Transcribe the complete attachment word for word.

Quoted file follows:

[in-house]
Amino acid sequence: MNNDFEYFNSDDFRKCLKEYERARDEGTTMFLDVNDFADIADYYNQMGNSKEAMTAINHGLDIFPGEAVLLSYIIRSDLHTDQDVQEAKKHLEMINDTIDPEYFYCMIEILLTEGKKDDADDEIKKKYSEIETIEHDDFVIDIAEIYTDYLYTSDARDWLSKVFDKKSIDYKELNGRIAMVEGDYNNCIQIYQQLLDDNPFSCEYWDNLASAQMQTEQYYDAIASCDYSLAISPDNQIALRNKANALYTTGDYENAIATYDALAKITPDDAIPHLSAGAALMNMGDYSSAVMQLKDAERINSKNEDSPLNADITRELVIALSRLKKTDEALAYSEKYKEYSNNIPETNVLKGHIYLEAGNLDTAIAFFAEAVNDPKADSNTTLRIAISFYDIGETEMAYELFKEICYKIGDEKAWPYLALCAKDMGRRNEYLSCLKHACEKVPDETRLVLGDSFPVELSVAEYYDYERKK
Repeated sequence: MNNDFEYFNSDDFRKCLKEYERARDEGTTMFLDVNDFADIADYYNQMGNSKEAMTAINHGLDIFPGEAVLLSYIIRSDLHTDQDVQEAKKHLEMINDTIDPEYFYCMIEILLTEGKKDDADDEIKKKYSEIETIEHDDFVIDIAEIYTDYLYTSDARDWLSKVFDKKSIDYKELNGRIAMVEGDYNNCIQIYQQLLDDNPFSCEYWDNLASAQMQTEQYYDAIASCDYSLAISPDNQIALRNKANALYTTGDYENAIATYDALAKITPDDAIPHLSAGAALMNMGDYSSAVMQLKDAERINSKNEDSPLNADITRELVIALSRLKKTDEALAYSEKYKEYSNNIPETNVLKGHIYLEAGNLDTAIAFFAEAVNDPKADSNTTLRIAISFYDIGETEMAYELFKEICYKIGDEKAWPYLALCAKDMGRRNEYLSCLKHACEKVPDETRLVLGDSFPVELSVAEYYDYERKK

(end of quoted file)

[in-house]
Amino acid sequence: MNNDFEYFNSDDFRKCLKEYERARDEGTTMFLDVNDFADIADYYNQMGNSKEAMTAINHGLDIFPGEAVLLSYIIRSDLHTDQDVQEAKKHLEMINDTIDPEYFYCMIEILLTEGKKDDADDEIKKKYSEIETIEHDDFVIDIAEIYTDYLYTSDARDWLSKVFDKKSIDYKELNGRIAMVEGDYNNCIQIYQQLLDDNPFSCEYWDNLASAQMQTEQYYDAIASCDYSLAISPDNQIALRNKANALYTTGDYENAIATYDALAKITPDDAIPHLSAGAALMNMGDYSSAVMQLKDAERINSKNEDSPLNADITRELVIALSRLKKTDEALAYSEKYKEYSNNIPETNVLKGHIYLEAGNLDTAIAFFAEAVNDPKADSNTTLRIAISFYDIGETEMAYELFKEICYKIGDEKAWPYLALCAKDMGRRNEYLSCLKHACEKVPDETRLVLGDSFPVELSVAEYYDYERKK
Repeated sequence: MNNDFEYFNSDDFRKCLKEYERARDEGTTMFLDVNDFADIADYYNQMGNSKEAMTAINHGLDIFPGEAVLLSYIIRSDLHTDQDVQEAKKHLEMINDTIDPEYFYCMIEILLTEGKKDDADDEIKKKYSEIETIEHDDFVIDIAEIYTDYLYTSDARDWLSKVFDKKSIDYKELNGRIAMVEGDYNNCIQIYQQLLDDNPFSCEYWDNLASAQMQTEQYYDAIASCDYSLAISPDNQIALRNKANALYTTGDYENAIATYDALAKITPDDAIPHLSAGAALMNMGDYSSAVMQLKDAERINSKNEDSPLNADITRELVIALSRLKKTDEALAYSEKYKEYSNNIPETNVLKGHIYLEAGNLDTAIAFFAEAVNDPKADSNTTLRIAISFYDIGETEMAYELFKEICYKIGDEKAWPYLALCAKDMGRRNEYLSCLKHACEKVPDETRLVLGDSFPVELSVAEYYDYERKK